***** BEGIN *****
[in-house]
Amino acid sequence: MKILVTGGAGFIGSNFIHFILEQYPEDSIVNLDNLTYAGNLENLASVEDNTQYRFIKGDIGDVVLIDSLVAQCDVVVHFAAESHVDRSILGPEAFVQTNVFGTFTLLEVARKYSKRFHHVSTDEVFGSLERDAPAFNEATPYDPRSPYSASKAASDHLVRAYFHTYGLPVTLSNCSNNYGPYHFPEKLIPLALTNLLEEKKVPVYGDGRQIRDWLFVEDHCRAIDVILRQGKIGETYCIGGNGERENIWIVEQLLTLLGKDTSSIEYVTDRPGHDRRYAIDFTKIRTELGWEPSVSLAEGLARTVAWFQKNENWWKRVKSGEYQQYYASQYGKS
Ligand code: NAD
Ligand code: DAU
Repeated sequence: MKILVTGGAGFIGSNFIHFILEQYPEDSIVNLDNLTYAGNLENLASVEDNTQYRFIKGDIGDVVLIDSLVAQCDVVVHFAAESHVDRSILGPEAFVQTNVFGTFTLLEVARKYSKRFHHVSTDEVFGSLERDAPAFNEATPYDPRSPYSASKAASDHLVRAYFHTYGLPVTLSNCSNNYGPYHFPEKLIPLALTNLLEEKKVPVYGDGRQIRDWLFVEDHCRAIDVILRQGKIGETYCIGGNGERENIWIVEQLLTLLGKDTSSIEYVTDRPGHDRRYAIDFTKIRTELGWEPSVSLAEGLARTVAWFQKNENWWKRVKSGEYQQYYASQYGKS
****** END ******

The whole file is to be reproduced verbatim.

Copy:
[in-house]
Amino acid sequence: MKILVTGGAGFIGSNFIHFILEQYPEDSIVNLDNLTYAGNLENLASVEDNTQYRFIKGDIGDVVLIDSLVAQCDVVVHFAAESHVDRSILGPEAFVQTNVFGTFTLLEVARKYSKRFHHVSTDEVFGSLERDAPAFNEATPYDPRSPYSASKAASDHLVRAYFHTYGLPVTLSNCSNNYGPYHFPEKLIPLALTNLLEEKKVPVYGDGRQIRDWLFVEDHCRAIDVILRQGKIGETYCIGGNGERENIWIVEQLLTLLGKDTSSIEYVTDRPGHDRRYAIDFTKIRTELGWEPSVSLAEGLARTVAWFQKNENWWKRVKSGEYQQYYASQYGKS
Ligand code: NAD
Ligand code: DAU
Repeated sequence: MKILVTGGAGFIGSNFIHFILEQYPEDSIVNLDNLTYAGNLENLASVEDNTQYRFIKGDIGDVVLIDSLVAQCDVVVHFAAESHVDRSILGPEAFVQTNVFGTFTLLEVARKYSKRFHHVSTDEVFGSLERDAPAFNEATPYDPRSPYSASKAASDHLVRAYFHTYGLPVTLSNCSNNYGPYHFPEKLIPLALTNLLEEKKVPVYGDGRQIRDWLFVEDHCRAIDVILRQGKIGETYCIGGNGERENIWIVEQLLTLLGKDTSSIEYVTDRPGHDRRYAIDFTKIRTELGWEPSVSLAEGLARTVAWFQKNENWWKRVKSGEYQQYYASQYGKS